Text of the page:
Cork star Seán Óg Ó'hAilpín has spoken out about his beginnings in hurling, telling how he resented the sport when he first moved to Ireland.
RTÉ's documentary The Game detailed the origins of hurling and featured many players talking about their beginning in the sport.
Ó'hAilpín was "from a unique family". His father was Irish but his mother was born in Fiji and he spent a lot of his early childhood in Australia.
"My dad tells me that he's from Ireland but like to be honest now, Ireland to me at that stage might as well be in between Jupiter and Saturn," says the former wing-back.
Ó'hAilpín says moving to Cork proved difficult and he has opened up about the struggles he faced.
"I came to Cork in 1988. At that stage, I was 11 years of age, and I mean this with the greatest respect - I found hard to get identity or acceptance because of my different looks and my different background," Ó'hAilpín told said on The Game.
"I mean I, jokingly, look back. They couldn't even get my mum's country right.
"They'd always refer to 'that guy, yeah. That guy Seán Ó'hAilpín. Isn't his mom from the Philippines or something like that?'"
"Above religion the only language that people in Cork speak is hurling.
"You soon realise that when you go around the corridors of the North Mon, you see winning photographs of past teams.
"So not alone that, locally they were all going practising their hurling games and then there I was, like. Stuck in the middle of the green with no one to play with.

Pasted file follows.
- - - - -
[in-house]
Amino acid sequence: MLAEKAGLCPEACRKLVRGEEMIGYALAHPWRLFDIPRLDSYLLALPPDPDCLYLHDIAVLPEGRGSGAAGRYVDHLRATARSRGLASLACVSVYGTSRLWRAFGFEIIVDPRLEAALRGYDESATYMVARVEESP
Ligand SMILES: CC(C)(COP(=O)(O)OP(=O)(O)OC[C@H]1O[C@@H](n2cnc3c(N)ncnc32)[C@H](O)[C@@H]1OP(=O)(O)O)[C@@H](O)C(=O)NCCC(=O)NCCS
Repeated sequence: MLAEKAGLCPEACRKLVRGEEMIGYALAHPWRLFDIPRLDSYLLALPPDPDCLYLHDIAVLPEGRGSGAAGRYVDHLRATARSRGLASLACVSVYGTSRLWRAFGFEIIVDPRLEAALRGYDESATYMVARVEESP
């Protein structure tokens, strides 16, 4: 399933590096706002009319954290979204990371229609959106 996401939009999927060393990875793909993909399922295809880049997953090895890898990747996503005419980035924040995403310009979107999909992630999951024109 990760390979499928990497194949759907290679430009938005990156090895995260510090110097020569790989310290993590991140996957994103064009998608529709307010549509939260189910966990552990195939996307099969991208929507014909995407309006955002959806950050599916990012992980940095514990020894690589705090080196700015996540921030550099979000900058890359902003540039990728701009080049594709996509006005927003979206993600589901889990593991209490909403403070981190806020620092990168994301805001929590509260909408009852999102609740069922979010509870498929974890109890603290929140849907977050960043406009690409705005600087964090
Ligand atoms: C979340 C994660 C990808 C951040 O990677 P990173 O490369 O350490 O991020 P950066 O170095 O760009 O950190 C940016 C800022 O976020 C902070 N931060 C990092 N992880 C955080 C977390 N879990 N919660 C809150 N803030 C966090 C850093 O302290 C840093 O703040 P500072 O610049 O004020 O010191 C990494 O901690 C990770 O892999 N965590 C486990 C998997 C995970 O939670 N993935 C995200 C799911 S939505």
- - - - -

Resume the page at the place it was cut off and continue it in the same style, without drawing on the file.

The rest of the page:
"I had no option but to...look if you want to hang around with the kids you got to do what they're doing.
According to Ger Loughnane, speaking on the same programme being a late starter puts you at a disadvantage and "a late starter is anybody after six years of age really in hurling."
Ó'hAilpín was certainly a late starter in that regard.
"I start off, naturally enough, a fella that hasn't played hurling at 11 years of age. You're red raw. Useless," says the now 41-year-old.
"My life in Ireland changed when I started playing hurling.
"As soon as I wore the black and amber jersey (of Na Piarsaigh) playing hurling, the community accepted me as one of them.
"So overnight I went from 'isn't he the guy where the mom is from the Philippines or Vietnam' to 'yeah, that's the kid that's from Parkdale, Parklands, Commons Road. He plays for us U12s'."
"Even though hurling has meant a lot of things to me since. I always refer to that point.
"Because it ties in with the greatest human need. It's to be loved and to be accepted."
Ó'hAilpín, of course, didn't stay useless for long. He went on to win All-Ireland Hurling Championships in 1999, 2004 and 2005, captaining the '05 team that also won the Munster title.
On top of his five Munster hurling titles, he also won a Munster Football Championship in 1999.
In 2004, Ó'hAilpín was crowned Hurler of the Year on top of picking up three All-Star awards in '03, '04 and'05.
After the show aired, many were moved and impressed with honesty Ó'hAilpín displayed.
Many opinions & theories abound about what can be done to improve the emotional health & wellbeing of the Irish nation and its people. I think the great Séan Óg O hAilpín captures it wonderfully tonight on #thegame “The greatest human need..is to be loved and is to be accepted” pic.twitter.com/Kv1HYpaISw— Conor Cusack (@Conor14Cusack) July 30, 2018
I remember the buzz in Cork in the early 90s about Sean Óg and Teu when they started hurling. It was like lads had landed from Jupiter as he puts it himself #TheGame— Anthony O'Connor (@Antcon7062) July 30, 2018
I was enjoying ‘The Game’ in a mellow way when I watched a preview screening earlier today until I saw the segment with Sean Og. And it blew me away. https://t.co/qkXEUnzbbO— John Duggan (@JohnDugganSport) July 30, 2018